While cities occupy just 2% of the earth’s land mass, they house more than half of the world’s population. The global urbanisation rate will increase from 54% to 66% in 2050, according to the United Nations. ASEAN is urbanising at a rapid pace and its reliance on cities as a source of growth is set to increase in the next decade. As more flock to the city’s bright lights, the burden will increase on key public services. Governments need to make their cities safer, sustainable and more efficient. Cities need to be smart. But the creation of smart cities must be driven by the well-being of the people who live there, and sustained by innovative technologies. Singapore is increasingly a launchpad for global start-ups due to its enabling business innovation environment and strategic location at the heart of the vibrant Asia-Pacific region.
Smart nations comes from smart cities
For the second year running, Singapore topped the Smart City Index which is collated by the Institute for Management Development and measures citizens’ perceptions of the impact that technology has on their lives. The concept of what constitutes smart cities considers the quality of life more broadly across several areas, such as health, the environment, safety, governance and education but the development is largely technology-led. Singapore has been ambitious in its plan to become a “smart nation”, attracting enterprises looking for test-bedding opportunities in an operational and supportive environment.
Singapore recently opened an industry-led lab to allow local technology start-ups, system integrators and global corporate enterprises to co-create solutions for smart cities. With multinational companies and government agencies backing technology initiatives, from innovation labs for smart cities solutions to medical technology ecosystems, the island has become a one-stop launchpad for start-up innovators.
Various high-growth enterprises from the Nordic region, Korea and the UK presented their ideas for Smart Cities during TechInnovation 2020, run by IPI, an innovation catalyst and subsidiary of Enterprise Singapore. They proposed a wealth of opportunities in the search for potential partners including: drones monitoring road surfaces, remote-learning platforms for children, digital smart city planners, tools to protect frontline health workers, data-driven solutions for the treatment of chronic illness and intuitive city-mapping.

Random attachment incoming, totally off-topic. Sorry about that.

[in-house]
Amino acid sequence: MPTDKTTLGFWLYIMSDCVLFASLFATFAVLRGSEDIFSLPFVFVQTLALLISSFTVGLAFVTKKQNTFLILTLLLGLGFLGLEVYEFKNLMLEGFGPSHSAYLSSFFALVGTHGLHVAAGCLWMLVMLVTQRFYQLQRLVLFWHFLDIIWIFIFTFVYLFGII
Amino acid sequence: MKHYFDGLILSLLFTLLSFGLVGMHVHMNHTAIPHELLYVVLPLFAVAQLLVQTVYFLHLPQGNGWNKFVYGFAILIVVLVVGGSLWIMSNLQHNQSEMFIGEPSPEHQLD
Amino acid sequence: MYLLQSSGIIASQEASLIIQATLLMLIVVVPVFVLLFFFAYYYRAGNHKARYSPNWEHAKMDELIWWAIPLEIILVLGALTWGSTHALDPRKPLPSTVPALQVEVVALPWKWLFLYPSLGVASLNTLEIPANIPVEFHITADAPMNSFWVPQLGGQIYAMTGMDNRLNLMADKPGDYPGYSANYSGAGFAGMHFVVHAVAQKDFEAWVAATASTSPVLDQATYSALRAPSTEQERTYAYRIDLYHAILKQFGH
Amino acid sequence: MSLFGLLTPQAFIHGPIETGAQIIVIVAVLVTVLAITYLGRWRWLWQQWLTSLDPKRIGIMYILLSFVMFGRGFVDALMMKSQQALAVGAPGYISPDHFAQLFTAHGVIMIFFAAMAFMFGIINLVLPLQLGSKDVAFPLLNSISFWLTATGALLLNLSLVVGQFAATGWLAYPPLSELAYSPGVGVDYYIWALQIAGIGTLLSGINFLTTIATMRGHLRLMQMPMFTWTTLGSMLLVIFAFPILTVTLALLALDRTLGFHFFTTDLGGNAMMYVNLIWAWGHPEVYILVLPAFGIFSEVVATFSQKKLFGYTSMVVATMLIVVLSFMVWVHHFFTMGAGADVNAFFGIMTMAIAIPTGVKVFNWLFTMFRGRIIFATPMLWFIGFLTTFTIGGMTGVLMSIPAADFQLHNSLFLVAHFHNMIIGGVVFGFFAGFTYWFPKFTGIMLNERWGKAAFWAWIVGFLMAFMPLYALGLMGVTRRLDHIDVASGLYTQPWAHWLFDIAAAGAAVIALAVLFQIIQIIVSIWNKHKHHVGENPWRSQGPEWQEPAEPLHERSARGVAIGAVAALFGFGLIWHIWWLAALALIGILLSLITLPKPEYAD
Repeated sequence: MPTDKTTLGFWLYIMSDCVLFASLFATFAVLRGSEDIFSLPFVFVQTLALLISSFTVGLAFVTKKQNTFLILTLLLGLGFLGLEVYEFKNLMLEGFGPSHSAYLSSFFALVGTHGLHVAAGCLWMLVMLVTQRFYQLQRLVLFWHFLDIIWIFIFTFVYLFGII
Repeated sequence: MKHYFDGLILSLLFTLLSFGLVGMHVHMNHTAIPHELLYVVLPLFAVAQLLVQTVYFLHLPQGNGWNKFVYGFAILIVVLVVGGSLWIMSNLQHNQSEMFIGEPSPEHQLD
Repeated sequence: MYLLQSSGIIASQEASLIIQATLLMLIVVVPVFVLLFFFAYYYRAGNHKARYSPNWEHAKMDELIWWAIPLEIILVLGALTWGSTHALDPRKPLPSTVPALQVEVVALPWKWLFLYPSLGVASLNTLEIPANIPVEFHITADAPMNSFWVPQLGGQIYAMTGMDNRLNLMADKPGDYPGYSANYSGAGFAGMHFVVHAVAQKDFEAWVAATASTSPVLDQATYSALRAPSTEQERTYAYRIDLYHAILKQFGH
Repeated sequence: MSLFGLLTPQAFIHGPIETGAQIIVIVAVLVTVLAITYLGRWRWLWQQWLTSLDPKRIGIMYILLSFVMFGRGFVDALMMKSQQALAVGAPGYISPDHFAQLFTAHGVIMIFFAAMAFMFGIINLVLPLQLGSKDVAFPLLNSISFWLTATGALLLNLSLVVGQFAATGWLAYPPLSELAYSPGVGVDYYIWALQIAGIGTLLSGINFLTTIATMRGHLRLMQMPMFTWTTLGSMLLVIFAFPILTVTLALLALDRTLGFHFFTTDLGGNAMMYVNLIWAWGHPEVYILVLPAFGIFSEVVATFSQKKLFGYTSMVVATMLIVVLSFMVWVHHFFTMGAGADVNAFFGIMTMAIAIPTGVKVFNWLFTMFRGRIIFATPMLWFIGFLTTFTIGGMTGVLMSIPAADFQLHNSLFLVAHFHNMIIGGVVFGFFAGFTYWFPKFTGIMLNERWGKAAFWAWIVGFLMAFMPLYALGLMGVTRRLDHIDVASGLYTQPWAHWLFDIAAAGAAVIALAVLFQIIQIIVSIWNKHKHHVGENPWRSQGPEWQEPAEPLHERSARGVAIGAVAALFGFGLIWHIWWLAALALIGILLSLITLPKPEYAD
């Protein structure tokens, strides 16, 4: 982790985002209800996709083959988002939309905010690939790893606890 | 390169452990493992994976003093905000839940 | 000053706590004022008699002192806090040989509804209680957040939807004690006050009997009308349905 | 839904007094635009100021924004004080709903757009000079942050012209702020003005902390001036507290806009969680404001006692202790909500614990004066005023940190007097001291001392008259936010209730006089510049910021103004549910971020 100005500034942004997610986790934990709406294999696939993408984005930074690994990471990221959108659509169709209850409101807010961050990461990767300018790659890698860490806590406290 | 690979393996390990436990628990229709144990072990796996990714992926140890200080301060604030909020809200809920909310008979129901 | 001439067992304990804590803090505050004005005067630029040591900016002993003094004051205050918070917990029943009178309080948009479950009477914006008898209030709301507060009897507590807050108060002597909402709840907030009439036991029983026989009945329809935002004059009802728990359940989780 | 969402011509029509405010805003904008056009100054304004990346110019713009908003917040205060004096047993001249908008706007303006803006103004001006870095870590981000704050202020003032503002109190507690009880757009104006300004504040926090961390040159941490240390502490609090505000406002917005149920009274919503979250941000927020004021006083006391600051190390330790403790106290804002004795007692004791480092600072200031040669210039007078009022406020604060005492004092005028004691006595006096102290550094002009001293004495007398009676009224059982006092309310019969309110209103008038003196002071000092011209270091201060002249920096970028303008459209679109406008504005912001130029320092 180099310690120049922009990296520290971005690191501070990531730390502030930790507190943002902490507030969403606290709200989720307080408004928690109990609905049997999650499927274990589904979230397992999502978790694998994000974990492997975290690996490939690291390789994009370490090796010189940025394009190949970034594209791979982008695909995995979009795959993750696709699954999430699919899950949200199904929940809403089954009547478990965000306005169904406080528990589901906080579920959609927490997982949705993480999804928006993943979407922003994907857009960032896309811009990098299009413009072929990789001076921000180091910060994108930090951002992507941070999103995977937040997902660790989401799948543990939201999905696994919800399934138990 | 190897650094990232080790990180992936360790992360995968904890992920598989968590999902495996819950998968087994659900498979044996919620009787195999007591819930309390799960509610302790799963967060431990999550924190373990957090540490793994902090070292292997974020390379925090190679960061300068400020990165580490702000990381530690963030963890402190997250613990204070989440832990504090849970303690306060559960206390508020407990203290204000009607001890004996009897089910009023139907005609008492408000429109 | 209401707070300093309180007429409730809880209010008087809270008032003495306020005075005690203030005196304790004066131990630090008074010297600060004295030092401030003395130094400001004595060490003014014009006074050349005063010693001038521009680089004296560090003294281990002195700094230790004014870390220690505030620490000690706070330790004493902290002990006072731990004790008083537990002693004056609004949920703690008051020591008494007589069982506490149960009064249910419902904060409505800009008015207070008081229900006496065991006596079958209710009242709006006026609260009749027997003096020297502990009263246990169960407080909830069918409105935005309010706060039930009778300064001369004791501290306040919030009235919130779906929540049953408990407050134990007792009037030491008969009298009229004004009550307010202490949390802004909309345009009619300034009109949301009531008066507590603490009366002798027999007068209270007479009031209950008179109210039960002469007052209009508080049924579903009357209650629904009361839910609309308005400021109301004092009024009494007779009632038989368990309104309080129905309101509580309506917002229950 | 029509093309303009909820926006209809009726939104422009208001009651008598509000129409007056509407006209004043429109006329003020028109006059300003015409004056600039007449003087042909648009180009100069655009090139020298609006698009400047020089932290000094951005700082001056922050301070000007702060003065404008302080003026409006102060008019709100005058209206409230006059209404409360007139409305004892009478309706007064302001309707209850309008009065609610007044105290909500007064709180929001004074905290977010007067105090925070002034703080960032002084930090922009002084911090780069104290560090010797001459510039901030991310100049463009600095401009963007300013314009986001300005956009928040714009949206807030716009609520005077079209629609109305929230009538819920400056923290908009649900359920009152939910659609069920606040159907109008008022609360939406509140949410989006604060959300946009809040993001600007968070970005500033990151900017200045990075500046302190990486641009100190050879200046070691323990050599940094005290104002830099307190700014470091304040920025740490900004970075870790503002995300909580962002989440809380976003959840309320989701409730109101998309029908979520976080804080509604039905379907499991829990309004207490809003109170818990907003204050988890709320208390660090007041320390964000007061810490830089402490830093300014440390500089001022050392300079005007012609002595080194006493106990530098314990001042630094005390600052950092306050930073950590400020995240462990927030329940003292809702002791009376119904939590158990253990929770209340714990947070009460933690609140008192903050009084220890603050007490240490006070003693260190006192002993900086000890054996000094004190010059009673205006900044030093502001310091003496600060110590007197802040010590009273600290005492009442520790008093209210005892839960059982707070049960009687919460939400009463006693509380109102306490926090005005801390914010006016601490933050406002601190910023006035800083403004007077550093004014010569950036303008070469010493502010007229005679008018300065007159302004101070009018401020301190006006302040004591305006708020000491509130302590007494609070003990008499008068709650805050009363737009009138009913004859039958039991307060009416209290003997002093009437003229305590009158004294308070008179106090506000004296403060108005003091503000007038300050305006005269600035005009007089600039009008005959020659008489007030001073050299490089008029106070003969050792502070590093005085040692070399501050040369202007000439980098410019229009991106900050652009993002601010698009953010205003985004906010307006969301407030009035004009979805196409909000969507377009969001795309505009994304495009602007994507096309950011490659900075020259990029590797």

Tackling health issues amid rapid urbanisation
Great emphasis was placed upon health and medical technology during TechInnovation 2020. The country’s sophisticated healthcare system underscores Singapore’s comparative advantage in the region and it is attracting new players with presentations from the UK, Korea and Nordic countries looking for collaborators in this area.
The development of health and medical technology has been earmarked as a priority area by the Singapore government as the sector has high-growth potential in ASEAN. The nation already houses several regional headquarters for medical technology companies as well as some of the world’s pharmaceutical heavyweights. Meanwhile, Singapore’s resilience during the COVID-19 pandemic has strengthened its appeal in this area. The country has managed to maintain one of the world’s lowest fatality rates from the disease through active contact-tracing, an excellent healthcare system and effective public health communications to the general public. The city-state’s ability to foster innovation has allowed local companies to develop transformative technology during the pandemic. Cell ID Pte. Ltd., a Singapore-incorporated med-tech company, has recently developed a palm-sized portable genetic testing-kit to detect if a person has COVID-19. The Quiz PCR Biochip uses biotechnology to perform two tests at a time, outside of the laboratory, with positive results confirmed in minutes. Extensive testing has crucially allowed governments to keep tabs on the virus allowing it to contain its spread; bringing with it a degree of confidence and a semblance of normal life. A testing-kit that is portable, accurate and can ease the pressure on burdened labs, could be a game-changer -particularly as countries look to open their skies and land-borders.
The management and treatment of chronic diseases is also high on the agenda for tech innovators and governments. With the enormous economic growth of Asia – we will also see the growth of lifestyle diseases such as diabetes. In 2019, some 28 million people had diabetes in south-east Asia with a projected 46 million to have the disease in 2045, creating an enormous burden on public healthcare systems. Brighter AB, a Nordic company, has developed a unified diabetes care device with a mobile-connected service for real-time monitoring and treating diabetes giving people and doctors more control of the disease. This is just one of the many innovations showcased at this year’s TechInnovation.
No man is an island
Urbanisation together with the ever-changing, often rising, expectations from citizens has driven Singapore, and other countries presenting at TechInnovation to pay more attention to smart initiatives. Technology-led development cannot happen in isolation. There has to be an integrated approach whereby partnerships can grow between different disciplines and crucially, between the private and public sector.